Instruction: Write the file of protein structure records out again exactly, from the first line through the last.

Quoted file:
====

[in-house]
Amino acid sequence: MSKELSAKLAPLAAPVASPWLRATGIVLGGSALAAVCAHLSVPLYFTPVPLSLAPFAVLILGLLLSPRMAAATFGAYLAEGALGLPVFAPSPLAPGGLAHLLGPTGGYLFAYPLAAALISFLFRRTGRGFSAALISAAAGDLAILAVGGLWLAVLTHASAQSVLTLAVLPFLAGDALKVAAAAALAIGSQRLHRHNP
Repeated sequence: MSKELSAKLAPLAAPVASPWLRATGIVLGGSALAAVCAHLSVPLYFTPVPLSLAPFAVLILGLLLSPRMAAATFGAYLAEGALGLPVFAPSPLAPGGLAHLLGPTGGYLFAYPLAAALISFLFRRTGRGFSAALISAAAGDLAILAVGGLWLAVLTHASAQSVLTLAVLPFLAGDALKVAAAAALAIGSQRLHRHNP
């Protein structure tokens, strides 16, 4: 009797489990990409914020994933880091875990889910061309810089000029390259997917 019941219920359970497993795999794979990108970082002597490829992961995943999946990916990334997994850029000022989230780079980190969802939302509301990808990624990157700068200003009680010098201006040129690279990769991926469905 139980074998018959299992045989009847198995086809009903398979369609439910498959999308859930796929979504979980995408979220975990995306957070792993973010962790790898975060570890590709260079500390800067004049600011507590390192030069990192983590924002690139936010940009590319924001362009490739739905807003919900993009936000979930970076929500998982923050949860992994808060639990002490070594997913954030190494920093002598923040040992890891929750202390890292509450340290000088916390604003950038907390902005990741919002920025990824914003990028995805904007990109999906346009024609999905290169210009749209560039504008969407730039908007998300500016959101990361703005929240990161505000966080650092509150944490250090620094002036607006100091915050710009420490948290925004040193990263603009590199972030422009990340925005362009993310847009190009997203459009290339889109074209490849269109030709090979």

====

[in-house]
Amino acid sequence: MSKELSAKLAPLAAPVASPWLRATGIVLGGSALAAVCAHLSVPLYFTPVPLSLAPFAVLILGLLLSPRMAAATFGAYLAEGALGLPVFAPSPLAPGGLAHLLGPTGGYLFAYPLAAALISFLFRRTGRGFSAALISAAAGDLAILAVGGLWLAVLTHASAQSVLTLAVLPFLAGDALKVAAAAALAIGSQRLHRHNP
Repeated sequence: MSKELSAKLAPLAAPVASPWLRATGIVLGGSALAAVCAHLSVPLYFTPVPLSLAPFAVLILGLLLSPRMAAATFGAYLAEGALGLPVFAPSPLAPGGLAHLLGPTGGYLFAYPLAAALISFLFRRTGRGFSAALISAAAGDLAILAVGGLWLAVLTHASAQSVLTLAVLPFLAGDALKVAAAAALAIGSQRLHRHNP
């Protein structure tokens, strides 16, 4: 009797489990990409914020994933880091875990889910061309810089000029390259997917 019941219920359970497993795999794979990108970082002597490829992961995943999946990916990334997994850029000022989230780079980190969802939302509301990808990624990157700068200003009680010098201006040129690279990769991926469905 139980074998018959299992045989009847198995086809009903398979369609439910498959999308859930796929979504979980995408979220975990995306957070792993973010962790790898975060570890590709260079500390800067004049600011507590390192030069990192983590924002690139936010940009590319924001362009490739739905807003919900993009936000979930970076929500998982923050949860992994808060639990002490070594997913954030190494920093002598923040040992890891929750202390890292509450340290000088916390604003950038907390902005990741919002920025990824914003990028995805904007990109999906346009024609999905290169210009749209560039504008969407730039908007998300500016959101990361703005929240990161505000966080650092509150944490250090620094002036607006100091915050710009420490948290925004040193990263603009590199972030422009990340925005362009993310847009190009997203459009290339889109074209490849269109030709090979």